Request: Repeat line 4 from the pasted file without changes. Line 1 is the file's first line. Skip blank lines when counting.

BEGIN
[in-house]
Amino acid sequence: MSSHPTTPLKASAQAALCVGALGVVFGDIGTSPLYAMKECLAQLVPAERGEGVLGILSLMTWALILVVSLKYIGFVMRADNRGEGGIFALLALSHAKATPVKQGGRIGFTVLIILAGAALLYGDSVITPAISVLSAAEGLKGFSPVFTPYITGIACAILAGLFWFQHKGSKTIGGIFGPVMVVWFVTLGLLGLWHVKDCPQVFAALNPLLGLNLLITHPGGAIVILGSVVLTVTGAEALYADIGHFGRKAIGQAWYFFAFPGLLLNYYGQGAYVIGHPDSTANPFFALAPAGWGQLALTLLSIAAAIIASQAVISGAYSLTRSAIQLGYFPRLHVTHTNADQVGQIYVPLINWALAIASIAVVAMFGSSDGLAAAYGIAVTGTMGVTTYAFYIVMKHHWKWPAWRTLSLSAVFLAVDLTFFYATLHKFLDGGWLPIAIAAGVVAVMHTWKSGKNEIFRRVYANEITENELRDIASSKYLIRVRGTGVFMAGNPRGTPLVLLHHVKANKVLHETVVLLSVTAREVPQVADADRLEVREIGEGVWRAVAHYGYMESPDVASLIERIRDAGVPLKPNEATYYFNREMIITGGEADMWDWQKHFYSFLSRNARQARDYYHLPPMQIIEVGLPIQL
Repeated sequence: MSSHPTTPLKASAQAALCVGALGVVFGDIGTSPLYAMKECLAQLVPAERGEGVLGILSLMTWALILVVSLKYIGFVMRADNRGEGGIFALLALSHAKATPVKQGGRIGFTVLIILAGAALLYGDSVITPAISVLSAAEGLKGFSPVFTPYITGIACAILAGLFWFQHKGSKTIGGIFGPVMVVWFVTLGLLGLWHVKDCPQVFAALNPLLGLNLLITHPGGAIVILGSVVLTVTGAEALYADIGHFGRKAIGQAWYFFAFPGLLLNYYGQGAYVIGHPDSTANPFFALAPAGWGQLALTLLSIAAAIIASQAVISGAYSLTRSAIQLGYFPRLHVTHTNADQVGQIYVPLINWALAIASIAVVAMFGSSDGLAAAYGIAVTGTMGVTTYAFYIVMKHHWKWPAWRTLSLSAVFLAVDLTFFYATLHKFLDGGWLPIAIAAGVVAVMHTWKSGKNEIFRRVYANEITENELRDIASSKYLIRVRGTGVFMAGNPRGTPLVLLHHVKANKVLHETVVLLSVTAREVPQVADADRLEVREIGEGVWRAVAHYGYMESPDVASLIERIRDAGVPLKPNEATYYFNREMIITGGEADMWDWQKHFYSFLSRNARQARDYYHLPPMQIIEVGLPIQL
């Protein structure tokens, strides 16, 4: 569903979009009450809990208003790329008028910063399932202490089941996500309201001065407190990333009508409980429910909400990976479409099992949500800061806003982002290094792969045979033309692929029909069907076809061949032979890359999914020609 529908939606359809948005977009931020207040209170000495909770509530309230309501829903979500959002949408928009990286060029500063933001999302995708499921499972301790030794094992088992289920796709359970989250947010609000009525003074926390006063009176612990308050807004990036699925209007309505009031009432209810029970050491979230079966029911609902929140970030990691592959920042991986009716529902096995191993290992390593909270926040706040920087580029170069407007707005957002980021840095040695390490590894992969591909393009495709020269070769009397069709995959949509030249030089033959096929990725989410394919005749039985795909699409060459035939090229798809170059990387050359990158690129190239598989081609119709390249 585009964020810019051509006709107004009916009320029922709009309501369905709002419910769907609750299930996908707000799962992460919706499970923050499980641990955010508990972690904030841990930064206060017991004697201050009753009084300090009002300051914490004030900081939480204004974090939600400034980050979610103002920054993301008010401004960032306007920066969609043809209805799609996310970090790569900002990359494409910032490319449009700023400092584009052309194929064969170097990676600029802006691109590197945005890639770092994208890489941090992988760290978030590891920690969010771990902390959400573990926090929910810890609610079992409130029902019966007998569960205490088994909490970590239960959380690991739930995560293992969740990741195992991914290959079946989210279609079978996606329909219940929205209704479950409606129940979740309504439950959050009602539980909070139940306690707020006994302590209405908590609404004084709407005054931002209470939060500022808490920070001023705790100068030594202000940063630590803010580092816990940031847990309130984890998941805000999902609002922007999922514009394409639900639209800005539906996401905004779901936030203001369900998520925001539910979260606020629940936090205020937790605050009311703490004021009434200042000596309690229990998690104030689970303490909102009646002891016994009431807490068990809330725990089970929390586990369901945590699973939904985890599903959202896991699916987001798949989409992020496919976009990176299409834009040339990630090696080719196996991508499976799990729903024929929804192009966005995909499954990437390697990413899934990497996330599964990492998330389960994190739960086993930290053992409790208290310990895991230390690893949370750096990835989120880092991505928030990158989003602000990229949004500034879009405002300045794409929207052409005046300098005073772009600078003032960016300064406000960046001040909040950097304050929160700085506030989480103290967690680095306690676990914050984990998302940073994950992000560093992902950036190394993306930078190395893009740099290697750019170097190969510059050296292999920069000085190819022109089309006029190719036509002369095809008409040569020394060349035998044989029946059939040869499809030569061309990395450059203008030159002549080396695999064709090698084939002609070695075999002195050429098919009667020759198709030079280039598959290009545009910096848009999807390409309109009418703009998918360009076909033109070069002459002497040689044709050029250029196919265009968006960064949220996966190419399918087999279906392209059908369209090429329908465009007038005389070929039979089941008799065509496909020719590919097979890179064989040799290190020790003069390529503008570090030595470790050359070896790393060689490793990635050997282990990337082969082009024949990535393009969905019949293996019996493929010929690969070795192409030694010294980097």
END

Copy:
């Protein structure tokens, strides 16, 4: 569903979009009450809990208003790329008028910063399932202490089941996500309201001065407190990333009508409980429910909400990976479409099992949500800061806003982002290094792969045979033309692929029909069907076809061949032979890359999914020609 529908939606359809948005977009931020207040209170000495909770509530309230309501829903979500959002949408928009990286060029500063933001999302995708499921499972301790030794094992088992289920796709359970989250947010609000009525003074926390006063009176612990308050807004990036699925209007309505009031009432209810029970050491979230079966029911609902929140970030990691592959920042991986009716529902096995191993290992390593909270926040706040920087580029170069407007707005957002980021840095040695390490590894992969591909393009495709020269070769009397069709995959949509030249030089033959096929990725989410394919005749039985795909699409060459035939090229798809170059990387050359990158690129190239598989081609119709390249 585009964020810019051509006709107004009916009320029922709009309501369905709002419910769907609750299930996908707000799962992460919706499970923050499980641990955010508990972690904030841990930064206060017991004697201050009753009084300090009002300051914490004030900081939480204004974090939600400034980050979610103002920054993301008010401004960032306007920066969609043809209805799609996310970090790569900002990359494409910032490319449009700023400092584009052309194929064969170097990676600029802006691109590197945005890639770092994208890489941090992988760290978030590891920690969010771990902390959400573990926090929910810890609610079992409130029902019966007998569960205490088994909490970590239960959380690991739930995560293992969740990741195992991914290959079946989210279609079978996606329909219940929205209704479950409606129940979740309504439950959050009602539980909070139940306690707020006994302590209405908590609404004084709407005054931002209470939060500022808490920070001023705790100068030594202000940063630590803010580092816990940031847990309130984890998941805000999902609002922007999922514009394409639900639209800005539906996401905004779901936030203001369900998520925001539910979260606020629940936090205020937790605050009311703490004021009434200042000596309690229990998690104030689970303490909102009646002891016994009431807490068990809330725990089970929390586990369901945590699973939904985890599903959202896991699916987001798949989409992020496919976009990176299409834009040339990630090696080719196996991508499976799990729903024929929804192009966005995909499954990437390697990413899934990497996330599964990492998330389960994190739960086993930290053992409790208290310990895991230390690893949370750096990835989120880092991505928030990158989003602000990229949004500034879009405002300045794409929207052409005046300098005073772009600078003032960016300064406000960046001040909040950097304050929160700085506030989480103290967690680095306690676990914050984990998302940073994950992000560093992902950036190394993306930078190395893009740099290697750019170097190969510059050296292999920069000085190819022109089309006029190719036509002369095809008409040569020394060349035998044989029946059939040869499809030569061309990395450059203008030159002549080396695999064709090698084939002609070695075999002195050429098919009667020759198709030079280039598959290009545009910096848009999807390409309109009418703009998918360009076909033109070069002459002497040689044709050029250029196919265009968006960064949220996966190419399918087999279906392209059908369209090429329908465009007038005389070929039979089941008799065509496909020719590919097979890179064989040799290190020790003069390529503008570090030595470790050359070896790393060689490793990635050997282990990337082969082009024949990535393009969905019949293996019996493929010929690969070795192409030694010294980097």